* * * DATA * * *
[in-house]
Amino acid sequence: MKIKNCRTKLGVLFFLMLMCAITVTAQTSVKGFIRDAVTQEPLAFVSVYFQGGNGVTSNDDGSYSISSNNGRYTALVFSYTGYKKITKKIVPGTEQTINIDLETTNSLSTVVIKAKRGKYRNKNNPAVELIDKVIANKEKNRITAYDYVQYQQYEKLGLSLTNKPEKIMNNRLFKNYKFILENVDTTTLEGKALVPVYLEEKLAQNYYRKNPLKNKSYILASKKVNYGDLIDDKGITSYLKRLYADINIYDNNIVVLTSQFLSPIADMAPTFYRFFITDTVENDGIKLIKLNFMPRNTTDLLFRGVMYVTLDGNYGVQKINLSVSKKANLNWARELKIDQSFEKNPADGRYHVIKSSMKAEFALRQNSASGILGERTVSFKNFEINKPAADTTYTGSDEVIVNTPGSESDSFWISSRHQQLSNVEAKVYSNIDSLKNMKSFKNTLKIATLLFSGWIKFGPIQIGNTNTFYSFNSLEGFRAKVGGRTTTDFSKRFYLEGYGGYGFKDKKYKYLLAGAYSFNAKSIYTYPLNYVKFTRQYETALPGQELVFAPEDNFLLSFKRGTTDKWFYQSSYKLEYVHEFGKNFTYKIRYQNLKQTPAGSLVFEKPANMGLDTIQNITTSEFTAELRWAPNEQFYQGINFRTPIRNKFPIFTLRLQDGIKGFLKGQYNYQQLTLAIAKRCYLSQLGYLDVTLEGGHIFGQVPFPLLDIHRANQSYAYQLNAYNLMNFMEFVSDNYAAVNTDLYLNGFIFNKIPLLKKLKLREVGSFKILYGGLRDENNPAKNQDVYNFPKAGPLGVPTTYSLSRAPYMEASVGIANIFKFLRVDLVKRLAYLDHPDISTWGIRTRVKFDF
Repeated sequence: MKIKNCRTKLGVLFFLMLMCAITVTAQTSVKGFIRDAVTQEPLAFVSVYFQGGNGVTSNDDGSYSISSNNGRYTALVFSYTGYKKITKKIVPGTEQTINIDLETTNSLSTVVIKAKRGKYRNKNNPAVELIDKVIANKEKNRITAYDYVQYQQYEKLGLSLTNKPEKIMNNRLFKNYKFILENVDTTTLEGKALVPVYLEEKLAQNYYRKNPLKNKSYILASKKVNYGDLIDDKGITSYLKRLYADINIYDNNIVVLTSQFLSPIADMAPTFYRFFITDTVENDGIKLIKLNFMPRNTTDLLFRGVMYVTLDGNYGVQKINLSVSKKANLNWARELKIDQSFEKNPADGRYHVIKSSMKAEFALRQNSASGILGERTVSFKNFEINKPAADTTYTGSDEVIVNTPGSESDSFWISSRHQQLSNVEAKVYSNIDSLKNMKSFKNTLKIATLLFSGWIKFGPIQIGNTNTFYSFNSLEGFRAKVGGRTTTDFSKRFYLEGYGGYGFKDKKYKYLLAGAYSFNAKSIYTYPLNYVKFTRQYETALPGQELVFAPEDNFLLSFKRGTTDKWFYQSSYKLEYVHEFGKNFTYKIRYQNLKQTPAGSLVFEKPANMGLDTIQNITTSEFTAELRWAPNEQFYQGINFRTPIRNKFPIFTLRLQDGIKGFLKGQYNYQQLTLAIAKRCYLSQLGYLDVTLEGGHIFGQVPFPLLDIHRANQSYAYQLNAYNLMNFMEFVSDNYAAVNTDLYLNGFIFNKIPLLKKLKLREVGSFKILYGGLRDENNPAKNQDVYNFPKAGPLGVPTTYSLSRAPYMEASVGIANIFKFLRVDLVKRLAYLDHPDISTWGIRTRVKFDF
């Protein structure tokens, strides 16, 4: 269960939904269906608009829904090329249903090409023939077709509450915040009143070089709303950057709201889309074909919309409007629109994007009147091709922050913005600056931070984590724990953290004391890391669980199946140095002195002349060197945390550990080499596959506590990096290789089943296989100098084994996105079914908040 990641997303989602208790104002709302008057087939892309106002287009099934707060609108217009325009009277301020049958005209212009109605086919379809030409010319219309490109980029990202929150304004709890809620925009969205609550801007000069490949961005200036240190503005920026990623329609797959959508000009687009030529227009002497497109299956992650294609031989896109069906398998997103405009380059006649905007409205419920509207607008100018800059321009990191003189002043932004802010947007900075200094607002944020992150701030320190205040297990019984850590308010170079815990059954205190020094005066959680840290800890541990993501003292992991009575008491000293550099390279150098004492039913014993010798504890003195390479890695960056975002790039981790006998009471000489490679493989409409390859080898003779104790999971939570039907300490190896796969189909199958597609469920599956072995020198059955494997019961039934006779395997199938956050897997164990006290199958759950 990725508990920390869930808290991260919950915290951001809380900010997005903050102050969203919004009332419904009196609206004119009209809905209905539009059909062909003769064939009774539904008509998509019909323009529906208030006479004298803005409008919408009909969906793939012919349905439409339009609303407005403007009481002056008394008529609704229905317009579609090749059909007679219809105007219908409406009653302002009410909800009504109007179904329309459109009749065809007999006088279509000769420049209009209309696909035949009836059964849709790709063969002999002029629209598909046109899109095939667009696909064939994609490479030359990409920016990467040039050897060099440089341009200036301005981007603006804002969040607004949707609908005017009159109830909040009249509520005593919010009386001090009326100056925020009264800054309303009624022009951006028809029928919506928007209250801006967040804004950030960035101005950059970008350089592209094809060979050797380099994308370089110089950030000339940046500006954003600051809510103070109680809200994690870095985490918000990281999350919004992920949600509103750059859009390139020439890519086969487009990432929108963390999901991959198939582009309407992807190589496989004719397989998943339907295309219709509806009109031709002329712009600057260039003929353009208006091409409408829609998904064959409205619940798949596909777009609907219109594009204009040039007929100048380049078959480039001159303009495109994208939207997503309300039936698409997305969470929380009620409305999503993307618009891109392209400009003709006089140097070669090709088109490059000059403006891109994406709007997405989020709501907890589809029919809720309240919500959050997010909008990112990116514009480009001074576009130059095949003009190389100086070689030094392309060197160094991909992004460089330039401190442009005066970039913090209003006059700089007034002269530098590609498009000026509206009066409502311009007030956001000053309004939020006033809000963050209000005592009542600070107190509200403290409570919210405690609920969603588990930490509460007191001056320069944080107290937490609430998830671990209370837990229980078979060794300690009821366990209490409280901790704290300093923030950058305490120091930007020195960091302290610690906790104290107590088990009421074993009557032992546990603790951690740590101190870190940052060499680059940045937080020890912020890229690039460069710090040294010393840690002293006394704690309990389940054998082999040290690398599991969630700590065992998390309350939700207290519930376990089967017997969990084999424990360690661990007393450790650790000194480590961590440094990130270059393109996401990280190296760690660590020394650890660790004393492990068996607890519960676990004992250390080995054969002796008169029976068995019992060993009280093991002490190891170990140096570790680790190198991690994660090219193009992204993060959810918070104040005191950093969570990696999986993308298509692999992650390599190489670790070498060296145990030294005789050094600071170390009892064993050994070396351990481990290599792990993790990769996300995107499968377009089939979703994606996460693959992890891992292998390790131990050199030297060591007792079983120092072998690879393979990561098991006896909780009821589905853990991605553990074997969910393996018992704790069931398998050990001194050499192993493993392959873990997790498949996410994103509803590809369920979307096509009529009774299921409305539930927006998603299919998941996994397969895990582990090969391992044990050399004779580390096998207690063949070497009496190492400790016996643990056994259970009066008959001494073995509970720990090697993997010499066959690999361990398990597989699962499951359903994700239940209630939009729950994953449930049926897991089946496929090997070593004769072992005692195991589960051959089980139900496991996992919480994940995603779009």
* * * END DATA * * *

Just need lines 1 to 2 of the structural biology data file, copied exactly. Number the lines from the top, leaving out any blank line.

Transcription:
[in-house]
Amino acid sequence: MKIKNCRTKLGVLFFLMLMCAITVTAQTSVKGFIRDAVTQEPLAFVSVYFQGGNGVTSNDDGSYSISSNNGRYTALVFSYTGYKKITKKIVPGTEQTINIDLETTNSLSTVVIKAKRGKYRNKNNPAVELIDKVIANKEKNRITAYDYVQYQQYEKLGLSLTNKPEKIMNNRLFKNYKFILENVDTTTLEGKALVPVYLEEKLAQNYYRKNPLKNKSYILASKKVNYGDLIDDKGITSYLKRLYADINIYDNNIVVLTSQFLSPIADMAPTFYRFFITDTVENDGIKLIKLNFMPRNTTDLLFRGVMYVTLDGNYGVQKINLSVSKKANLNWARELKIDQSFEKNPADGRYHVIKSSMKAEFALRQNSASGILGERTVSFKNFEINKPAADTTYTGSDEVIVNTPGSESDSFWISSRHQQLSNVEAKVYSNIDSLKNMKSFKNTLKIATLLFSGWIKFGPIQIGNTNTFYSFNSLEGFRAKVGGRTTTDFSKRFYLEGYGGYGFKDKKYKYLLAGAYSFNAKSIYTYPLNYVKFTRQYETALPGQELVFAPEDNFLLSFKRGTTDKWFYQSSYKLEYVHEFGKNFTYKIRYQNLKQTPAGSLVFEKPANMGLDTIQNITTSEFTAELRWAPNEQFYQGINFRTPIRNKFPIFTLRLQDGIKGFLKGQYNYQQLTLAIAKRCYLSQLGYLDVTLEGGHIFGQVPFPLLDIHRANQSYAYQLNAYNLMNFMEFVSDNYAAVNTDLYLNGFIFNKIPLLKKLKLREVGSFKILYGGLRDENNPAKNQDVYNFPKAGPLGVPTTYSLSRAPYMEASVGIANIFKFLRVDLVKRLAYLDHPDISTWGIRTRVKFDF